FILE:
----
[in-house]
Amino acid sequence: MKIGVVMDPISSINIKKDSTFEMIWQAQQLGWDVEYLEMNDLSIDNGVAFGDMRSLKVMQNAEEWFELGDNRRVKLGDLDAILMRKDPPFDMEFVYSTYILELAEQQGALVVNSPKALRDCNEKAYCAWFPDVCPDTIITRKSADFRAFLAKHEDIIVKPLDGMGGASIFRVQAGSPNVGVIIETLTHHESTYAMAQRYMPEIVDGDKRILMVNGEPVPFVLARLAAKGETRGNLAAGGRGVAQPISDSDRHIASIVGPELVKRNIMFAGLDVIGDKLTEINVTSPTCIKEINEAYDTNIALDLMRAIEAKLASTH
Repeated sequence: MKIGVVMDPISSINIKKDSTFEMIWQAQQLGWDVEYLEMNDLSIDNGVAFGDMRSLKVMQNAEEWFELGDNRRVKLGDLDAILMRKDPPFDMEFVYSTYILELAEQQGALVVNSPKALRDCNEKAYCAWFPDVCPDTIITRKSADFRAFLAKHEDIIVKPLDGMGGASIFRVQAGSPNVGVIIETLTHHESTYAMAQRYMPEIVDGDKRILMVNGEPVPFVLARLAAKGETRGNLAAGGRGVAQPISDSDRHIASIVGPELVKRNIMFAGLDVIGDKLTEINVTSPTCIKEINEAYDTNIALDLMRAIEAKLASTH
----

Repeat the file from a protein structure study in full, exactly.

[in-house]
Amino acid sequence: MKIGVVMDPISSINIKKDSTFEMIWQAQQLGWDVEYLEMNDLSIDNGVAFGDMRSLKVMQNAEEWFELGDNRRVKLGDLDAILMRKDPPFDMEFVYSTYILELAEQQGALVVNSPKALRDCNEKAYCAWFPDVCPDTIITRKSADFRAFLAKHEDIIVKPLDGMGGASIFRVQAGSPNVGVIIETLTHHESTYAMAQRYMPEIVDGDKRILMVNGEPVPFVLARLAAKGETRGNLAAGGRGVAQPISDSDRHIASIVGPELVKRNIMFAGLDVIGDKLTEINVTSPTCIKEINEAYDTNIALDLMRAIEAKLASTH
Repeated sequence: MKIGVVMDPISSINIKKDSTFEMIWQAQQLGWDVEYLEMNDLSIDNGVAFGDMRSLKVMQNAEEWFELGDNRRVKLGDLDAILMRKDPPFDMEFVYSTYILELAEQQGALVVNSPKALRDCNEKAYCAWFPDVCPDTIITRKSADFRAFLAKHEDIIVKPLDGMGGASIFRVQAGSPNVGVIIETLTHHESTYAMAQRYMPEIVDGDKRILMVNGEPVPFVLARLAAKGETRGNLAAGGRGVAQPISDSDRHIASIVGPELVKRNIMFAGLDVIGDKLTEINVTSPTCIKEINEAYDTNIALDLMRAIEAKLASTH